Possible Drawbacks of Long-Term Care Insurance

The big downside to long-term care insurance is its expense. In 2019, the average annual premium for a 55-year-old couple was just over $3,000. Paying this premium over the course of 10-30 years may not make sense, especially if you never use it. Here are some other cons to buying long-term care insurance:

  • Premiums can increase with time. According to the American Association for Long-Term Insurance, annual increases apply on your birthday. In your 50s, the increase is around 2-4%. However, in your 60s, it can be as high as 8% per year.

  • It can be hard to qualify. The older you get, the harder it is to qualify for an affordable plan or any plan at all. Your health status also plays a role. Nearly 1 in 4 people are denied coverage when they apply in their 60s. You have a much better chance of qualifying when you are younger. However, this adds to the amount of time you will be paying premiums.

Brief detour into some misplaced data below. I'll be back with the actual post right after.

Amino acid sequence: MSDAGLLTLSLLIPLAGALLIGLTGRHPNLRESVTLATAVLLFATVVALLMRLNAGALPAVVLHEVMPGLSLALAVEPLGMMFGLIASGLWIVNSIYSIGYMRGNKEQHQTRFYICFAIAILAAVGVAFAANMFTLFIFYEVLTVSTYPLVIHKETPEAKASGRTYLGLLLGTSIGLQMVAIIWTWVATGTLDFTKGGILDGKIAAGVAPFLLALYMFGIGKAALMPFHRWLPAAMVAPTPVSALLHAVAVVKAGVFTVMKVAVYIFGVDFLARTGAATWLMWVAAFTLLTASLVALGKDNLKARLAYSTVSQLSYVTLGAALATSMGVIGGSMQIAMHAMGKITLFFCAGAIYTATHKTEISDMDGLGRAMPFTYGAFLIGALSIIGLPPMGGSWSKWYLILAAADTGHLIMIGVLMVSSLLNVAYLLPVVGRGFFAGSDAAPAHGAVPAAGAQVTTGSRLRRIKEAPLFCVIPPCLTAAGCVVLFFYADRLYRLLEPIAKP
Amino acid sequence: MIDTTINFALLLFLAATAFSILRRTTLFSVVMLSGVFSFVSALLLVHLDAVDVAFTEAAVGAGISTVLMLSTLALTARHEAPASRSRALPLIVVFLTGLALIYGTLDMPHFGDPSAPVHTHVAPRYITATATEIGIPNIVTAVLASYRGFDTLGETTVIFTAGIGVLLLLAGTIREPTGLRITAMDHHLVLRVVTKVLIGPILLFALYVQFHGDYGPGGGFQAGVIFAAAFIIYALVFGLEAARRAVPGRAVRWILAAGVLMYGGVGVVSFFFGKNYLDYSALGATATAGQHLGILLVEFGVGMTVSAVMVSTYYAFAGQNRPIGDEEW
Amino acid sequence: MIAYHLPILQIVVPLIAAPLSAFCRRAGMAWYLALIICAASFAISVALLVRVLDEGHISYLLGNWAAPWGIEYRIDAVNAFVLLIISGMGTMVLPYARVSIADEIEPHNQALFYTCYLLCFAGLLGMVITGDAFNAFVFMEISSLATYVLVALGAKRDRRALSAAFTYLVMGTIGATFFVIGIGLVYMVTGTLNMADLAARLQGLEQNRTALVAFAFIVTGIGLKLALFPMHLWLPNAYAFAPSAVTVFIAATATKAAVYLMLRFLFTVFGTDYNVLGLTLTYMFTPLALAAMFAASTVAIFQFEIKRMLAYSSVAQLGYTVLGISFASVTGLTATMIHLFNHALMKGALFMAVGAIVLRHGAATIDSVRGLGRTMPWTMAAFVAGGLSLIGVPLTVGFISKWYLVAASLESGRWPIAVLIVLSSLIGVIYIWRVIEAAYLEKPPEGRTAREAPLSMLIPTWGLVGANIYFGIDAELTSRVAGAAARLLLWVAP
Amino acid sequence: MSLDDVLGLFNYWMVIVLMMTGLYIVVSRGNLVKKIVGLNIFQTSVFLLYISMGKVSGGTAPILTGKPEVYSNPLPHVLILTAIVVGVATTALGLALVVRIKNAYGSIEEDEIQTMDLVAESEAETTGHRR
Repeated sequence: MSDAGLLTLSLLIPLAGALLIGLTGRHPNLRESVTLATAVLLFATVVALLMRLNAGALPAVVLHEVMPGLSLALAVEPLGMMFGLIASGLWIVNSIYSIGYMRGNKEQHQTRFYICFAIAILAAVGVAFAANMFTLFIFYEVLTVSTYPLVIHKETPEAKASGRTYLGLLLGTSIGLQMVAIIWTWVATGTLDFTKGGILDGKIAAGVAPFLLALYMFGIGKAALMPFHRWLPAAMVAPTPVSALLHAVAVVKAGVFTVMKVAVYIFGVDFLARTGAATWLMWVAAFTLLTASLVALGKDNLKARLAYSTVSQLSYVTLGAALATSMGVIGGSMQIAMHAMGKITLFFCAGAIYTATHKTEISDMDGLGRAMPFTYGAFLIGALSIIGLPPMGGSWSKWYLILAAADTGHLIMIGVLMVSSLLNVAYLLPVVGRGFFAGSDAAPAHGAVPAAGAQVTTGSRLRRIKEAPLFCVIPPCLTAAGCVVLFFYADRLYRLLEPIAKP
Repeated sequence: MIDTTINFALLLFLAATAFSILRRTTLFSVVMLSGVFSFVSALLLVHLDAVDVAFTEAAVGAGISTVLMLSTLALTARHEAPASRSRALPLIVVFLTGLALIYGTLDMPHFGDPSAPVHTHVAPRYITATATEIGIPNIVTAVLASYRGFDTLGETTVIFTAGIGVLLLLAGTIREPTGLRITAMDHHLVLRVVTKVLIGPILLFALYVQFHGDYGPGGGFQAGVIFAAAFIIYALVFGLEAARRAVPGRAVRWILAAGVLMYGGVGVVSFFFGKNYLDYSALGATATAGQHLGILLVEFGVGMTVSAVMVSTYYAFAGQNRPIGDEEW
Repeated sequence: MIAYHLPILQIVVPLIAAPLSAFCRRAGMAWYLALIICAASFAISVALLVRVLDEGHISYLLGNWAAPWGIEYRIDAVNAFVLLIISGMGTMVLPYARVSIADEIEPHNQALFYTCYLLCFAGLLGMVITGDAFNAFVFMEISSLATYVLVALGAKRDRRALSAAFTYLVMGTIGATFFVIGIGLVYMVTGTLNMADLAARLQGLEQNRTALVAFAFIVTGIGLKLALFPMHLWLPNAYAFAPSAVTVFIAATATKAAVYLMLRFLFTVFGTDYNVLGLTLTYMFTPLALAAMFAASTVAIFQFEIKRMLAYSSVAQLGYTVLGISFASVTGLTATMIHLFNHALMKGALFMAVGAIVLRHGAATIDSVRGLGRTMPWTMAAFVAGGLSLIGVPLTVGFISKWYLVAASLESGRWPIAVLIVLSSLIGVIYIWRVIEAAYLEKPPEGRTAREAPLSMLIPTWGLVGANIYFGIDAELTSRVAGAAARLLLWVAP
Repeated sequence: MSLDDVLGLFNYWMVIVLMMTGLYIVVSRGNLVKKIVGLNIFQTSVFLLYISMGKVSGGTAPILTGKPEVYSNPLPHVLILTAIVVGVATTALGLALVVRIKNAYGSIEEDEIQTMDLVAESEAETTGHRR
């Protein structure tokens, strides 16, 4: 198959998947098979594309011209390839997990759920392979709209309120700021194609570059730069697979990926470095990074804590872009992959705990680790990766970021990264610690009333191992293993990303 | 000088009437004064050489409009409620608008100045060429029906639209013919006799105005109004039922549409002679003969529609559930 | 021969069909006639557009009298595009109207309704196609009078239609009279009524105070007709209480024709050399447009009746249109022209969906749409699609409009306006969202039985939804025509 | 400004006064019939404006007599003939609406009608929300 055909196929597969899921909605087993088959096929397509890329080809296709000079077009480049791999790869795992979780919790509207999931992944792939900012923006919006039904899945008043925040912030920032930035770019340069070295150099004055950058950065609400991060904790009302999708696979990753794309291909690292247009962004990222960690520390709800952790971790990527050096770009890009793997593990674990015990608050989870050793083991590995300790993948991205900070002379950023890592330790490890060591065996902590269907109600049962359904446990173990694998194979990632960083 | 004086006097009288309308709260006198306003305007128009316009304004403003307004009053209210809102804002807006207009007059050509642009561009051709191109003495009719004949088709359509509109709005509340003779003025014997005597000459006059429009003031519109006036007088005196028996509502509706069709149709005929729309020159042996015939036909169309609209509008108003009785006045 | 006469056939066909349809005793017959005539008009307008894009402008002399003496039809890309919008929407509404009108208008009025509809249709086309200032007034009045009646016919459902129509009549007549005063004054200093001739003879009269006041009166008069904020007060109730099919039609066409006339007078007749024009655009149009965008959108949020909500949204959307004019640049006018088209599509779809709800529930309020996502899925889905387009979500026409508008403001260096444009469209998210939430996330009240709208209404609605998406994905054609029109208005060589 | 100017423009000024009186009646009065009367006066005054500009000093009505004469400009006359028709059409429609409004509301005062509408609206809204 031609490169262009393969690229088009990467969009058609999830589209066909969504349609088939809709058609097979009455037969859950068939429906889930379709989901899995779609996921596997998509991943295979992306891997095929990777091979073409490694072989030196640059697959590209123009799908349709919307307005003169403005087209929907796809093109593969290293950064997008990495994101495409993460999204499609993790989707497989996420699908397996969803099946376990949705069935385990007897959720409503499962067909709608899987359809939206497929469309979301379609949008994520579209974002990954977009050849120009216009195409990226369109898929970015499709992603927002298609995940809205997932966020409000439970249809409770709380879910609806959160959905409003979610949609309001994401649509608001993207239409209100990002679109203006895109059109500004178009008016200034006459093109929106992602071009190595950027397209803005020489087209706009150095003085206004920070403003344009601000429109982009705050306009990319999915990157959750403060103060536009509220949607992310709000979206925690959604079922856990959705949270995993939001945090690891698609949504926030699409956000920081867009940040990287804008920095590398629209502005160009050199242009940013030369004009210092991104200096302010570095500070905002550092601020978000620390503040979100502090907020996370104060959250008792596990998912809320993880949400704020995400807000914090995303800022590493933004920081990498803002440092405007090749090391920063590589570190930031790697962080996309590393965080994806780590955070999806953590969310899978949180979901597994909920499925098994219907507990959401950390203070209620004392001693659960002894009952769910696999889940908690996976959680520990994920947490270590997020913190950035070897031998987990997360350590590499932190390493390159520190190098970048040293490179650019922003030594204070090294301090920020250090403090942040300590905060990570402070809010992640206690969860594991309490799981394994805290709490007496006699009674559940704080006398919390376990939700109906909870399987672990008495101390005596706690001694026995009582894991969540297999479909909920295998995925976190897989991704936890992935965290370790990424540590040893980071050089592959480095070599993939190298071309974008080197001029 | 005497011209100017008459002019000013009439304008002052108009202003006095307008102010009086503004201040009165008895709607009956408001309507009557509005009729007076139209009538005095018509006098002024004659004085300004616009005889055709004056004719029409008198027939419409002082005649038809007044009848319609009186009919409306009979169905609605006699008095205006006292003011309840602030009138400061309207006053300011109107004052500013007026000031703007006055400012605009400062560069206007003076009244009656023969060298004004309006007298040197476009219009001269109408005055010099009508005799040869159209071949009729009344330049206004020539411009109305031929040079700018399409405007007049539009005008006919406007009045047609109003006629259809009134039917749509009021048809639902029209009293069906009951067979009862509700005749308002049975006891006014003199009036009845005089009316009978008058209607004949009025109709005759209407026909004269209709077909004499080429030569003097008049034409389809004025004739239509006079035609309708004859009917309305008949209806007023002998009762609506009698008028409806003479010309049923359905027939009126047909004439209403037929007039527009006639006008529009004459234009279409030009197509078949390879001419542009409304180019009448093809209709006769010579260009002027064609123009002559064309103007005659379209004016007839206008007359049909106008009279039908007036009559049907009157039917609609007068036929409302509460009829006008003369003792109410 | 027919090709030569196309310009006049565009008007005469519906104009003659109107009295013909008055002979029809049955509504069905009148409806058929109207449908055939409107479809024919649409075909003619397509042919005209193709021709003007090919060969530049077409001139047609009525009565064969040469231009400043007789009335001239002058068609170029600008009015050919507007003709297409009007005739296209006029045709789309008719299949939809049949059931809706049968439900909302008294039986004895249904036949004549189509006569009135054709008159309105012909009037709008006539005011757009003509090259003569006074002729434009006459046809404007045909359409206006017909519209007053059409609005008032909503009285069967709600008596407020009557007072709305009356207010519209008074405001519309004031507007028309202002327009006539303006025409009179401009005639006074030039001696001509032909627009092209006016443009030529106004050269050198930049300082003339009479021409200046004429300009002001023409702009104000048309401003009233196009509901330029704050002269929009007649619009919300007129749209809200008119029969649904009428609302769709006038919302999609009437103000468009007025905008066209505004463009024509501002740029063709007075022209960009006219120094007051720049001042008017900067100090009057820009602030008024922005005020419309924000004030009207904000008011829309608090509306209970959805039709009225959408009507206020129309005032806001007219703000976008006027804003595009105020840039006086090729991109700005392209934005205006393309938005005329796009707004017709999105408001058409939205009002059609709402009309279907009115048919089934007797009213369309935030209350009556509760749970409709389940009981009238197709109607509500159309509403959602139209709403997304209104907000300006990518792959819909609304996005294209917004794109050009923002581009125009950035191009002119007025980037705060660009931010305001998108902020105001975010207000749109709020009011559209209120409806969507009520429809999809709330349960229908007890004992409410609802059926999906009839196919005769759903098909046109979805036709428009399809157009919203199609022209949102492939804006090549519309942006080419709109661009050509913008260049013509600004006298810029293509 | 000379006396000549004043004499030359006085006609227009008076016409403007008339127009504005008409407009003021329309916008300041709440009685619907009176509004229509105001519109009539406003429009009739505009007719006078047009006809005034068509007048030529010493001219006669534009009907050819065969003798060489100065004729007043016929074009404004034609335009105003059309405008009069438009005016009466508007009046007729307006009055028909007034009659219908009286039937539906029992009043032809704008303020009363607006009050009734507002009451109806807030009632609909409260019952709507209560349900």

• Policies have an elimination period. An elimination period is basically a waiting period once you qualify for benefits. It’s like a deductible on your regular health insurance. Instead of an amount of money, you have to meet an amount of time before benefits begin to pay. Longer elimination periods, such as 90 days, can make premiums more affordable. However, you will be responsible for the cost of your care during the elimination period.

  • Policies often have a lifetime limit. Plans may offer lifetime limits in terms of time or money. The lifetime limit can affect the cost of your premium. Plans with lifetime coverage are the most expensive.